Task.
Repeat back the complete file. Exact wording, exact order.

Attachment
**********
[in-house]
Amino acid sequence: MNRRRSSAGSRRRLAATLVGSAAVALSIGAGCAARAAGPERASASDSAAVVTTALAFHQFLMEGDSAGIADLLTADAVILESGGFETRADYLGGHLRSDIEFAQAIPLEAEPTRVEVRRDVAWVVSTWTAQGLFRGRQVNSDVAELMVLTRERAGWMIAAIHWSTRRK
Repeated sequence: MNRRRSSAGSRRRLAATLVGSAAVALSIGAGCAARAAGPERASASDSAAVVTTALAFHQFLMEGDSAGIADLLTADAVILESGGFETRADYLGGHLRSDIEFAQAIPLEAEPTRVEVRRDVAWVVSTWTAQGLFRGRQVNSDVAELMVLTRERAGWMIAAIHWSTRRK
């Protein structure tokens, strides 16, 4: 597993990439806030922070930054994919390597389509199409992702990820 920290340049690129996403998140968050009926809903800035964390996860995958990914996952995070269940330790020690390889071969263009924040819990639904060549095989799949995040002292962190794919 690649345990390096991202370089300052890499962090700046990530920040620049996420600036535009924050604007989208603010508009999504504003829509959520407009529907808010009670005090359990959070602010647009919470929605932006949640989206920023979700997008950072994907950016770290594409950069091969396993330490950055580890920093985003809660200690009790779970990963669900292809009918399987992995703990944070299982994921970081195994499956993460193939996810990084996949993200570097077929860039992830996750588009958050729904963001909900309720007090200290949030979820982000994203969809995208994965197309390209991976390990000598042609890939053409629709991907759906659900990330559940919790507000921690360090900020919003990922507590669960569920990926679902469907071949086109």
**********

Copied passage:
[in-house]
Amino acid sequence: MNRRRSSAGSRRRLAATLVGSAAVALSIGAGCAARAAGPERASASDSAAVVTTALAFHQFLMEGDSAGIADLLTADAVILESGGFETRADYLGGHLRSDIEFAQAIPLEAEPTRVEVRRDVAWVVSTWTAQGLFRGRQVNSDVAELMVLTRERAGWMIAAIHWSTRRK
Repeated sequence: MNRRRSSAGSRRRLAATLVGSAAVALSIGAGCAARAAGPERASASDSAAVVTTALAFHQFLMEGDSAGIADLLTADAVILESGGFETRADYLGGHLRSDIEFAQAIPLEAEPTRVEVRRDVAWVVSTWTAQGLFRGRQVNSDVAELMVLTRERAGWMIAAIHWSTRRK
């Protein structure tokens, strides 16, 4: 597993990439806030922070930054994919390597389509199409992702990820 920290340049690129996403998140968050009926809903800035964390996860995958990914996952995070269940330790020690390889071969263009924040819990639904060549095989799949995040002292962190794919 690649345990390096991202370089300052890499962090700046990530920040620049996420600036535009924050604007989208603010508009999504504003829509959520407009529907808010009670005090359990959070602010647009919470929605932006949640989206920023979700997008950072994907950016770290594409950069091969396993330490950055580890920093985003809660200690009790779970990963669900292809009918399987992995703990944070299982994921970081195994499956993460193939996810990084996949993200570097077929860039992830996750588009958050729904963001909900309720007090200290949030979820982000994203969809995208994965197309390209991976390990000598042609890939053409629709991907759906659900990330559940919790507000921690360090900020919003990922507590669960569920990926679902469907071949086109």